The Leaving

(follows on from The LetterThe Step and The Fist)

It’s late and I’m tired so I won’t embellish this. Like my dad had told me to, I asked my mum if he hit her and she said ‘yes.’ Either she misremembers or my dad does, but more likely that they both have different words for the same thing.

Whatever the reason for the slight difference of opinion, that was the night she left the house, to pick up my littlest sister from the birthday party she was at. Neither of them ever came back.

My bigger sister followed pretty soon after that, which, apart from the obvious reason, was a bit of a bummer for her because she was in the middle of her O-levels.

Soon after that, my dad said to me that if I tried to go and live with my mum he would drag me back. I can’t remember saying anything to that piece of news. The thought had never entered my head, up until that point, to do that. Not was I ever led to believe it was an option.

I was nineteen.

A short while later, that woman moved in and the sound of them ‘making love’ at night was not something I was especially keen on, so I went to an agency, picked out a flat in a shared house, hired a van, packed up my stuff and moved out.

I didn’t tell my dad that I was going, but somehow he seemed to know. He told me later that he stood at the top of our street watching me shifting boxes to the van. He must have walked down when I was nearly done because I remember him arriving and saying that if I ever wanted to come back, then I could.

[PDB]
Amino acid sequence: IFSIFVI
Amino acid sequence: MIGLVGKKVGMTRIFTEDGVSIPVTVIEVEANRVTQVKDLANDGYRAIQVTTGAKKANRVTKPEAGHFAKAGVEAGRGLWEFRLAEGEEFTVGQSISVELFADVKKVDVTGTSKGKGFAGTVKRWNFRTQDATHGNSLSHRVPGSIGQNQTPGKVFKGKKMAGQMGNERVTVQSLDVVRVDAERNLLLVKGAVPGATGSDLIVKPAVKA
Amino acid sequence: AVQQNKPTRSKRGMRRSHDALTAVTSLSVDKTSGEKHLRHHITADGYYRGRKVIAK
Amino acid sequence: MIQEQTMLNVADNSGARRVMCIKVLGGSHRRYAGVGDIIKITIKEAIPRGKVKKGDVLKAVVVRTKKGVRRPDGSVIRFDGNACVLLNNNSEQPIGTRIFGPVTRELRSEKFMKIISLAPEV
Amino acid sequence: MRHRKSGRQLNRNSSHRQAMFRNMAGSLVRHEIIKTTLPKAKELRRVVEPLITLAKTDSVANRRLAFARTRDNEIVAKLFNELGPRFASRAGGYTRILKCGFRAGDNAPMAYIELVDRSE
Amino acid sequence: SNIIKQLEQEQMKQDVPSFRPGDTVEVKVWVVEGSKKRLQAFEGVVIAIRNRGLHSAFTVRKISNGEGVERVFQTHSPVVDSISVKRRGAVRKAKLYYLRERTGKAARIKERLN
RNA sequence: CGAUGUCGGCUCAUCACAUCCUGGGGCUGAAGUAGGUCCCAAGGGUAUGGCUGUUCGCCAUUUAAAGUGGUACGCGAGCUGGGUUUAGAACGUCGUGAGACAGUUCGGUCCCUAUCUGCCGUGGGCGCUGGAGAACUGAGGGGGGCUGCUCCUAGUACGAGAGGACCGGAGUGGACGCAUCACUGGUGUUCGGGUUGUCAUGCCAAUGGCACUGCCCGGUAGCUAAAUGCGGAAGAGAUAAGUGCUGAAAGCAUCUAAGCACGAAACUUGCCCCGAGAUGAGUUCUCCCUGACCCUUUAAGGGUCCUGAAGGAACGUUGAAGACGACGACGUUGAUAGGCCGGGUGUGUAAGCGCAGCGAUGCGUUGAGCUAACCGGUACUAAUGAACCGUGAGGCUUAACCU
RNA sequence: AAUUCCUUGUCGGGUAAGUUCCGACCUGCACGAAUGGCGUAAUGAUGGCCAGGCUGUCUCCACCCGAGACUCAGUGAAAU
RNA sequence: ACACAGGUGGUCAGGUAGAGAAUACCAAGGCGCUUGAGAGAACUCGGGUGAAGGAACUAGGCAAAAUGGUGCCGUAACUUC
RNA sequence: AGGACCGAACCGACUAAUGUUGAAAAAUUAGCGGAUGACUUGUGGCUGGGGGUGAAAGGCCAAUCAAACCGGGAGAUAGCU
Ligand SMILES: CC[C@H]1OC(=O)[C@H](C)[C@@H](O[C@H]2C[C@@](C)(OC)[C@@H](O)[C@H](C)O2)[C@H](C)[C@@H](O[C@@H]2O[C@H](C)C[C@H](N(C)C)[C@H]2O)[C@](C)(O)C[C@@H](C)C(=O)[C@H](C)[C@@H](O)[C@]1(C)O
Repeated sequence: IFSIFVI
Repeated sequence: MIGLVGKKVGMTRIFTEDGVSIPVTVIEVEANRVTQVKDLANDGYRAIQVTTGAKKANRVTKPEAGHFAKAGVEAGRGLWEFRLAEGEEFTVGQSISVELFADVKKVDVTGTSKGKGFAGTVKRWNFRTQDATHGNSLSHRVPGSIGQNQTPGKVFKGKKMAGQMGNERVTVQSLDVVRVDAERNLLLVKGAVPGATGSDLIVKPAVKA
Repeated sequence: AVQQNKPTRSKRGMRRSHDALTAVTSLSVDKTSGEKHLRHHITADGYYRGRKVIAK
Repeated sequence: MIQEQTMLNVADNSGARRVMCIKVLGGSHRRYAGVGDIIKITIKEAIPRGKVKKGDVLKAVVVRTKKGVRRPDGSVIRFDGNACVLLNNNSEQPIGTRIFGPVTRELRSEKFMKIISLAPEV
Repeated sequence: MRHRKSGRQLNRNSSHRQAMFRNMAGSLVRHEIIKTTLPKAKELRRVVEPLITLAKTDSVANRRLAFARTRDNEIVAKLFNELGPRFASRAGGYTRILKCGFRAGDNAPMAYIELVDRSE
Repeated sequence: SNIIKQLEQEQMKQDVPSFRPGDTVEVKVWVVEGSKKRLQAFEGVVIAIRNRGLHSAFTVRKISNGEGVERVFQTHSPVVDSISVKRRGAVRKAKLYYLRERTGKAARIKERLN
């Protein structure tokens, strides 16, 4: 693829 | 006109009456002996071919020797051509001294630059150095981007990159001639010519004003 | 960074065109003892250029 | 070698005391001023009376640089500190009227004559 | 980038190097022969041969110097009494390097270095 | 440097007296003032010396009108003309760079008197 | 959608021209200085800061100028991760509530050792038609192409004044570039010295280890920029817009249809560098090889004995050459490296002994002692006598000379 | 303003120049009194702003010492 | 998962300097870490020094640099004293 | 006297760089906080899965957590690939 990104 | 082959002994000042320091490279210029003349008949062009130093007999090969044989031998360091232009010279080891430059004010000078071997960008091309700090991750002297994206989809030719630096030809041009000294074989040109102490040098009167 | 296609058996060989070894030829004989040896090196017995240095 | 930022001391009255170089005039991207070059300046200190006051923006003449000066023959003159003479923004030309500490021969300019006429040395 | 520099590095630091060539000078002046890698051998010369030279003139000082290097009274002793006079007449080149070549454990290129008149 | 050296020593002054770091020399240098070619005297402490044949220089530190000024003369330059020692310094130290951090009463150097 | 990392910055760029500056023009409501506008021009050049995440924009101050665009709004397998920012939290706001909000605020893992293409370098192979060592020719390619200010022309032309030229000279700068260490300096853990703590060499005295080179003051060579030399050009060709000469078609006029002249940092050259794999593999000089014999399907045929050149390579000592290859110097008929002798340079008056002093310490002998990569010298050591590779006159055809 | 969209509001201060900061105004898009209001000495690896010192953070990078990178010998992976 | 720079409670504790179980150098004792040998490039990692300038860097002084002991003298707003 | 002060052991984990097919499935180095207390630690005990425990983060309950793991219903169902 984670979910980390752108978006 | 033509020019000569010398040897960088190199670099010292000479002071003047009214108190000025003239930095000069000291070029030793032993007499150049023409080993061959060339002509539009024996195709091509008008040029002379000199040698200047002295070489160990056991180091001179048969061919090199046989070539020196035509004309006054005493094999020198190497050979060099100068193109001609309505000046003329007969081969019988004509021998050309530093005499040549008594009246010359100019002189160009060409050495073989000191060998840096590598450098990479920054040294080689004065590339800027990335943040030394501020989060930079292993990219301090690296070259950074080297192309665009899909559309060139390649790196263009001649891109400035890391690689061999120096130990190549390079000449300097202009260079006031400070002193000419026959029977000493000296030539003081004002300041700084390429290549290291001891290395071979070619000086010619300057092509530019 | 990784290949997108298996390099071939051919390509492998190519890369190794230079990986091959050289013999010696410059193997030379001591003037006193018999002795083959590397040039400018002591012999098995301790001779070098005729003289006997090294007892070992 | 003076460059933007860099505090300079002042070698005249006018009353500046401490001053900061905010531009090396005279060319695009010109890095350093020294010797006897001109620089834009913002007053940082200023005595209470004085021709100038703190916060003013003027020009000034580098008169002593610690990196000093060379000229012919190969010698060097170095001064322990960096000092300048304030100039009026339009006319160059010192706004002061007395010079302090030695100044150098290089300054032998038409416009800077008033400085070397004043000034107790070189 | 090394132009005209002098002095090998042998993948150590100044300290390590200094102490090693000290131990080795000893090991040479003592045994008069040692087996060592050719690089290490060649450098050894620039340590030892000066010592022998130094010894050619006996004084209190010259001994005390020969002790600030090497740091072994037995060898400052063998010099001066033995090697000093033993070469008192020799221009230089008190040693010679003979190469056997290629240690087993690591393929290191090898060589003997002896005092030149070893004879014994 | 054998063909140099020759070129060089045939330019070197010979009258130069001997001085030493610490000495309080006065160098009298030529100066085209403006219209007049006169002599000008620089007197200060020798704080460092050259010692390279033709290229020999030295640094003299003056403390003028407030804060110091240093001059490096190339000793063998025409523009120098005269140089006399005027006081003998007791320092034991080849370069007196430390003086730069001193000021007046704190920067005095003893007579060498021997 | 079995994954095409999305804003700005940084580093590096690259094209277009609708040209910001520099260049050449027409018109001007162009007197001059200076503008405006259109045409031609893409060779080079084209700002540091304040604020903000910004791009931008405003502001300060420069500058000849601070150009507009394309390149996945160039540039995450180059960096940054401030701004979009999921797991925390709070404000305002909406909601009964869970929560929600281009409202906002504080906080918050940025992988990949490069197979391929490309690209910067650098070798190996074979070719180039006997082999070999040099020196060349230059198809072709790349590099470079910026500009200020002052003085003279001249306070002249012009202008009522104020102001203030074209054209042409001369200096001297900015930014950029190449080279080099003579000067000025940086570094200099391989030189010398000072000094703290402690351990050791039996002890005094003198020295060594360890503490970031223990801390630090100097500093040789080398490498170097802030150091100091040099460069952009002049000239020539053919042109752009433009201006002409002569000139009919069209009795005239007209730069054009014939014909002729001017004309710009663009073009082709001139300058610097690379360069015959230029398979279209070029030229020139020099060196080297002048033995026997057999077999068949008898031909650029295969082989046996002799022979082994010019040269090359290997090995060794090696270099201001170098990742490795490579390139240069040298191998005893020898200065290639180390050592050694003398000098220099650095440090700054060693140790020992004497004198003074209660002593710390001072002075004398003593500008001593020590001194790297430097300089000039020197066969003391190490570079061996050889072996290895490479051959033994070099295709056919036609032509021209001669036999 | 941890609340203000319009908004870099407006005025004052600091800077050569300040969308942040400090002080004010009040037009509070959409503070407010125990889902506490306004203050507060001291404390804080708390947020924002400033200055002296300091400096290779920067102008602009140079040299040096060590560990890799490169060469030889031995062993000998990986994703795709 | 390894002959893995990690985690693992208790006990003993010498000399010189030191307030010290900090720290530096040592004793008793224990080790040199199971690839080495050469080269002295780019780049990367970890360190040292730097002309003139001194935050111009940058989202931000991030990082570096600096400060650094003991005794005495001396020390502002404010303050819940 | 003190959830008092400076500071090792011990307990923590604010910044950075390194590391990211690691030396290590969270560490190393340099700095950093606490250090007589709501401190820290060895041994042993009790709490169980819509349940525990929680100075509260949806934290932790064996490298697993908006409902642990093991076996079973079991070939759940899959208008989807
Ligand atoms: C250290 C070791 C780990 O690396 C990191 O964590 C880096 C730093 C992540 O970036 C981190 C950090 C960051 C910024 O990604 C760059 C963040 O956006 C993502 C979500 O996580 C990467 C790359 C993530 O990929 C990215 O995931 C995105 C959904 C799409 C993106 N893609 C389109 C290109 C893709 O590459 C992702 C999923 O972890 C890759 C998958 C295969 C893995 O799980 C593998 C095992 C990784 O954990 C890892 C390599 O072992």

I scoffed at the suggestion and said something like, ‘what? move back here?’ I felt like that was that last thing that I wanted to do. I wonder to this day if my dad ever knew how scared I was of him.bout the days and nights dreading the sound of his feet down the side of the house, or up the stairs. I would be reading and it seemed to me that he wanted me to be doing something more worthwhile with my time.

This is the first time I’ve told anyone about the days and nights I spent dreading the sound of his feet down the side of the house, or up the stairs. I would inevitably be reading, and it seemed to me that he always wanted me to be doing something more worthwhile with my time.

I was never really clear what he considered worthwhile, but I had (and have) vague notions it was something like digging the garden over, cleaning my bike or helping him to fix a car.

I still feel a vague anxiousness when someone sees me reading a book. But I fight it. In fact – I do it more – just to prove that I can. I still can’t read one in front of my dad, though – imagine that.

Free will?

Ha.

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4 thoughts on “The Leaving

  1. Robert! This is a powerful post. Spilling your thoughts out (no, make that your heart), is deeply personal and a bit painful. Reading a book, a pleasure or a bad remembrance? Big wow! Thank you for your deeply thoughtful words. I loved reading them. I hope that this writing gives you a sense of peace.

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  2. It still amazes myself regularly, how my mother still influences my think process, even if we are not in each others life anymore. I wish more parents realize that children understand more then they assume. Turning on the music loud, that doesn’t mean your children don’t know you are fighting…for an example.
    I find myself also struggling not wanting to become like her, but realizing that being her daughter some things are inevitable…

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